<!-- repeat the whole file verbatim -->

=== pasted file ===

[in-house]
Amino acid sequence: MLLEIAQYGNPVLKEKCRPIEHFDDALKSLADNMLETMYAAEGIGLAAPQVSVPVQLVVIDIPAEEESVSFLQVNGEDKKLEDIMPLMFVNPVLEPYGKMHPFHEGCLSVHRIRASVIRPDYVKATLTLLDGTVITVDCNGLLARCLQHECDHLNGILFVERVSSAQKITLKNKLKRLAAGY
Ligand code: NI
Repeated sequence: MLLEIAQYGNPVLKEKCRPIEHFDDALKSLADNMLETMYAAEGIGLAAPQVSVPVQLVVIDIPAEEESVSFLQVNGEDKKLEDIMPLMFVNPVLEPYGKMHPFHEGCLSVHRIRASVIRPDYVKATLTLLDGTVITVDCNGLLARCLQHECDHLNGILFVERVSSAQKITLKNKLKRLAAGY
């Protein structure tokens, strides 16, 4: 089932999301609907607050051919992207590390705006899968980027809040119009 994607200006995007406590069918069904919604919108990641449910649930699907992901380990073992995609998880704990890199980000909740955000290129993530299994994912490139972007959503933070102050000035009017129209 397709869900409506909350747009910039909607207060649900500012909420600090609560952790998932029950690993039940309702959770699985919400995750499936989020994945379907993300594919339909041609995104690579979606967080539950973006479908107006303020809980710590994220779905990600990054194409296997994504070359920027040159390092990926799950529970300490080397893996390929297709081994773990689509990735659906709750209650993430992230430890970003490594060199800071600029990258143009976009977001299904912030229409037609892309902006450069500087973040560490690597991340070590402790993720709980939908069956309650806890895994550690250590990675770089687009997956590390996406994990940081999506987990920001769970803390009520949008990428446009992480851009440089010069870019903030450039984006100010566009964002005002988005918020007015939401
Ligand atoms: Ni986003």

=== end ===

[in-house]
Amino acid sequence: MLLEIAQYGNPVLKEKCRPIEHFDDALKSLADNMLETMYAAEGIGLAAPQVSVPVQLVVIDIPAEEESVSFLQVNGEDKKLEDIMPLMFVNPVLEPYGKMHPFHEGCLSVHRIRASVIRPDYVKATLTLLDGTVITVDCNGLLARCLQHECDHLNGILFVERVSSAQKITLKNKLKRLAAGY
Ligand code: NI
Repeated sequence: MLLEIAQYGNPVLKEKCRPIEHFDDALKSLADNMLETMYAAEGIGLAAPQVSVPVQLVVIDIPAEEESVSFLQVNGEDKKLEDIMPLMFVNPVLEPYGKMHPFHEGCLSVHRIRASVIRPDYVKATLTLLDGTVITVDCNGLLARCLQHECDHLNGILFVERVSSAQKITLKNKLKRLAAGY
């Protein structure tokens, strides 16, 4: 089932999301609907607050051919992207590390705006899968980027809040119009 994607200006995007406590069918069904919604919108990641449910649930699907992901380990073992995609998880704990890199980000909740955000290129993530299994994912490139972007959503933070102050000035009017129209 397709869900409506909350747009910039909607207060649900500012909420600090609560952790998932029950690993039940309702959770699985919400995750499936989020994945379907993300594919339909041609995104690579979606967080539950973006479908107006303020809980710590994220779905990600990054194409296997994504070359920027040159390092990926799950529970300490080397893996390929297709081994773990689509990735659906709750209650993430992230430890970003490594060199800071600029990258143009976009977001299904912030229409037609892309902006450069500087973040560490690597991340070590402790993720709980939908069956309650806890895994550690250590990675770089687009997956590390996406994990940081999506987990920001769970803390009520949008990428446009992480851009440089010069870019903030450039984006100010566009964002005002988005918020007015939401
Ligand atoms: Ni986003």